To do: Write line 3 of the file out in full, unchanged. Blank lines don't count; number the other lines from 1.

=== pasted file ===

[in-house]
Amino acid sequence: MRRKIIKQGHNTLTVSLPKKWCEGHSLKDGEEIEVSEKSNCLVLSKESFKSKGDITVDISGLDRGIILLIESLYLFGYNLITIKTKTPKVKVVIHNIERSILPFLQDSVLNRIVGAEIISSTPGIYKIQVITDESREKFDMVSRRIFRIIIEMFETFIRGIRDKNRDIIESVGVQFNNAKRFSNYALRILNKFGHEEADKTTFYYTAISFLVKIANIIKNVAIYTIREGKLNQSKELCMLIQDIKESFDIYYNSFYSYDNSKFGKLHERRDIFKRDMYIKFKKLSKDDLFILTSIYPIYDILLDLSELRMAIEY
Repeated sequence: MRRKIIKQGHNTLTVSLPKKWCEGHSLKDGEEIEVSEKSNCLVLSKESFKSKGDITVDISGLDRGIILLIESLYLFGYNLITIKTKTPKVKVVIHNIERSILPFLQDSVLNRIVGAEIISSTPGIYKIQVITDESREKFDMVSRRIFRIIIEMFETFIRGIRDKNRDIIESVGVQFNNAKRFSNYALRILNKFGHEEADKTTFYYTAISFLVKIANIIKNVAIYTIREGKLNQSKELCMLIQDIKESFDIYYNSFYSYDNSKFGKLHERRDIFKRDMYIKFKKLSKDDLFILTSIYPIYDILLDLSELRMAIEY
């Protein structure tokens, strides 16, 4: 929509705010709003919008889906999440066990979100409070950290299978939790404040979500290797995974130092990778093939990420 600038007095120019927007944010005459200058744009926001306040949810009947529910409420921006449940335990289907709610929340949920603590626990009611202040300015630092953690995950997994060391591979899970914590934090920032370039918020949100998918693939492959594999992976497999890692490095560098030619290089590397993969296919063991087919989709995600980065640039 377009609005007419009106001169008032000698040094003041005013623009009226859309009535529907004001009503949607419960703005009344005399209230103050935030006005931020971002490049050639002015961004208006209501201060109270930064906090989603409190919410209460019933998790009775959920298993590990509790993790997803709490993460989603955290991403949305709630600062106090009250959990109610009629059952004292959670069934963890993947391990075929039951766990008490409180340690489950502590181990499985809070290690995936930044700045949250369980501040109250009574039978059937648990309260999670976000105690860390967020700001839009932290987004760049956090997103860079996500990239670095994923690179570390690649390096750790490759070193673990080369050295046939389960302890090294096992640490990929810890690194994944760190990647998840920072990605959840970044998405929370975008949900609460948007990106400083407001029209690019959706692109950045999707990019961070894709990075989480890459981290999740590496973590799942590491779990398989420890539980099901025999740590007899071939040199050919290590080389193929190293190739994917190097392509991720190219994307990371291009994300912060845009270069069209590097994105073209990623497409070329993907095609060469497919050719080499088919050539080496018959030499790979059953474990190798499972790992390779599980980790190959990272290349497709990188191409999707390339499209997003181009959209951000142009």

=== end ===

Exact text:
Repeated sequence: MRRKIIKQGHNTLTVSLPKKWCEGHSLKDGEEIEVSEKSNCLVLSKESFKSKGDITVDISGLDRGIILLIESLYLFGYNLITIKTKTPKVKVVIHNIERSILPFLQDSVLNRIVGAEIISSTPGIYKIQVITDESREKFDMVSRRIFRIIIEMFETFIRGIRDKNRDIIESVGVQFNNAKRFSNYALRILNKFGHEEADKTTFYYTAISFLVKIANIIKNVAIYTIREGKLNQSKELCMLIQDIKESFDIYYNSFYSYDNSKFGKLHERRDIFKRDMYIKFKKLSKDDLFILTSIYPIYDILLDLSELRMAIEY